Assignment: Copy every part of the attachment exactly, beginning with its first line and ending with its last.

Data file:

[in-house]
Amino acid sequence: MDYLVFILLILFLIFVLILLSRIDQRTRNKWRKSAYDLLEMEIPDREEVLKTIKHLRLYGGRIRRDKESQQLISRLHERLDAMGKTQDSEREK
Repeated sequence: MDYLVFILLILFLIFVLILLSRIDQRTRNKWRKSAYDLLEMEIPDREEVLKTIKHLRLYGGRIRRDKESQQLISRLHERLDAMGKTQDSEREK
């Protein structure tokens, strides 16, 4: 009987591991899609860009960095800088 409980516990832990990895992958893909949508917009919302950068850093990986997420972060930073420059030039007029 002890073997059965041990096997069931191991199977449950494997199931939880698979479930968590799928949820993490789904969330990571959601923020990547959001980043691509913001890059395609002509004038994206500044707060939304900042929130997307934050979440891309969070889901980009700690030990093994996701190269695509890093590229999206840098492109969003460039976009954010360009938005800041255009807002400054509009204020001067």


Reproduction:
[in-house]
Amino acid sequence: MDYLVFILLILFLIFVLILLSRIDQRTRNKWRKSAYDLLEMEIPDREEVLKTIKHLRLYGGRIRRDKESQQLISRLHERLDAMGKTQDSEREK
Repeated sequence: MDYLVFILLILFLIFVLILLSRIDQRTRNKWRKSAYDLLEMEIPDREEVLKTIKHLRLYGGRIRRDKESQQLISRLHERLDAMGKTQDSEREK
């Protein structure tokens, strides 16, 4: 009987591991899609860009960095800088 409980516990832990990895992958893909949508917009919302950068850093990986997420972060930073420059030039007029 002890073997059965041990096997069931191991199977449950494997199931939880698979479930968590799928949820993490789904969330990571959601923020990547959001980043691509913001890059395609002509004038994206500044707060939304900042929130997307934050979440891309969070889901980009700690030990093994996701190269695509890093590229999206840098492109969003460039976009954010360009938005800041255009807002400054509009204020001067």